7 is a regulator, herein shown as a motor, one of whose field-coils 8 is in the generatormain circuit and its other field-coil 9, which opposes the coil 8, is at predetermined times included in shunt to the battery-circuit through wires 10 11, rheostat 13, and wire 14. The circuit oi the battery field coil 9 also includes at medetermined times the rheostat 15, as will. be explained. Included in the line 2 are suitable wires 16 17, one of which runs to the switch-arm 20 and the other to the first contact 19 of the rheostat 21.
I have shown the generator l. as being provided with a shunt-field 22, which is connected by a wire 23 to one of the generator-mains and through wire 24, rheostat 25, and wire 26 with the other generator-main. The armature 27 of the regulator-motor is shown as connected across the mains by wires 28 and 29 and a suitable resistance 30. A solenoid at 31 or other suitable device is shown as providing means whereby upon the rise of the batteries to a prodctcrmined voltage the charging rate i'nay be changed.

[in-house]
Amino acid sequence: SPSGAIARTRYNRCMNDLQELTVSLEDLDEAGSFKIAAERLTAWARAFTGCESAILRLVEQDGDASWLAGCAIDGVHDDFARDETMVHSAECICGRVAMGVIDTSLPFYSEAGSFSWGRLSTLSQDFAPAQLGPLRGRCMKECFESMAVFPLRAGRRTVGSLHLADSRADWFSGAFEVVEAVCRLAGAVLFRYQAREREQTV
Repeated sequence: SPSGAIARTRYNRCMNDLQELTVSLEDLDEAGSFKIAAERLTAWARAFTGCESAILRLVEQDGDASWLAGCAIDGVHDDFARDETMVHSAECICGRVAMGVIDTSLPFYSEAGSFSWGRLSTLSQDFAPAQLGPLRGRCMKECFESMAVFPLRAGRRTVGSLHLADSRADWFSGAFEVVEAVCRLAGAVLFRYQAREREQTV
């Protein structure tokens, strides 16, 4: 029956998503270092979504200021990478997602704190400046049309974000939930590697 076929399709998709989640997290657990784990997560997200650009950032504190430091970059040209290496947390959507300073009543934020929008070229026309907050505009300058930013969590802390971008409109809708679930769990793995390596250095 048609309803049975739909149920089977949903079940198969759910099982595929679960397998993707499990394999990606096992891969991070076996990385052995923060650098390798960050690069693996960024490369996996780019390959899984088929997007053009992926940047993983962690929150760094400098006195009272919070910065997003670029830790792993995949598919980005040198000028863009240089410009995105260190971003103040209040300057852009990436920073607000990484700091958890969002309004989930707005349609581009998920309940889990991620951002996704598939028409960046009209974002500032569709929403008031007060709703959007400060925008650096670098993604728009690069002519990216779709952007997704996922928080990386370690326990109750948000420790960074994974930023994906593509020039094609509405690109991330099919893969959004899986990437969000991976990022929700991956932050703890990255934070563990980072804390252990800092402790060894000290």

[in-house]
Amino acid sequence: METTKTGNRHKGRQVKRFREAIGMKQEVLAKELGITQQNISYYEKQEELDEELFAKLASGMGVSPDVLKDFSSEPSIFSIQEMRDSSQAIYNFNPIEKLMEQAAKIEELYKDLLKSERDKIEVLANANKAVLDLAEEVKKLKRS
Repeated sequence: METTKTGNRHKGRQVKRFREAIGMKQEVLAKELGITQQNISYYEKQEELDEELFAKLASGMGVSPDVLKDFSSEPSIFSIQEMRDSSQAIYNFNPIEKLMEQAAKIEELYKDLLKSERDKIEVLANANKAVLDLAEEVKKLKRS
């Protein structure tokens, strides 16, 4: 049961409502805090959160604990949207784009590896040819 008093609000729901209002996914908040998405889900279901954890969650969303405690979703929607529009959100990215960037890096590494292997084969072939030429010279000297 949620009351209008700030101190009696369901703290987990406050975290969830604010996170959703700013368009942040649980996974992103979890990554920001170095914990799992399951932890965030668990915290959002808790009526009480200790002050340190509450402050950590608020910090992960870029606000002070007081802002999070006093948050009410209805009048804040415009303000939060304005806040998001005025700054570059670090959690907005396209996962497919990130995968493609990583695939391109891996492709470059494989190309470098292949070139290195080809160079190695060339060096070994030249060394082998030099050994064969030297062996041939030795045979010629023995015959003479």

In the various forms of my invention, which, for the sake of convenience, I have illustrated diagrammatically, l have shown a solenoid at 31 as performing this function. This solenoid at ill in. Fig. l shown as connected, in shunt across the (lynaluo-maius by the wires 32 and as provided with a core 33, operating a pivoted contact-arm 34-, which c io cralcs with the rhcoslat 15.
In. each ol the figures I have shown a line a, which indicates the position of the switcharm 20 \VIIOH. the licld is receiving lull current and the lamps have the proper amount of reslslmmv in circuit therewith and the battery 'llchlwoil ol the regulatormotor has the proper amount of resistance therein. This position indicates the lowest; speed at which the generator gives its normal output, which output remains constant throughout increases of speed.
The armature-shaft 35 ot the regulatormotor is shown provided with a worm 36,
which meshes with a gear 37, which driv i the arm 2t),preterably by means of a frictional connection 38.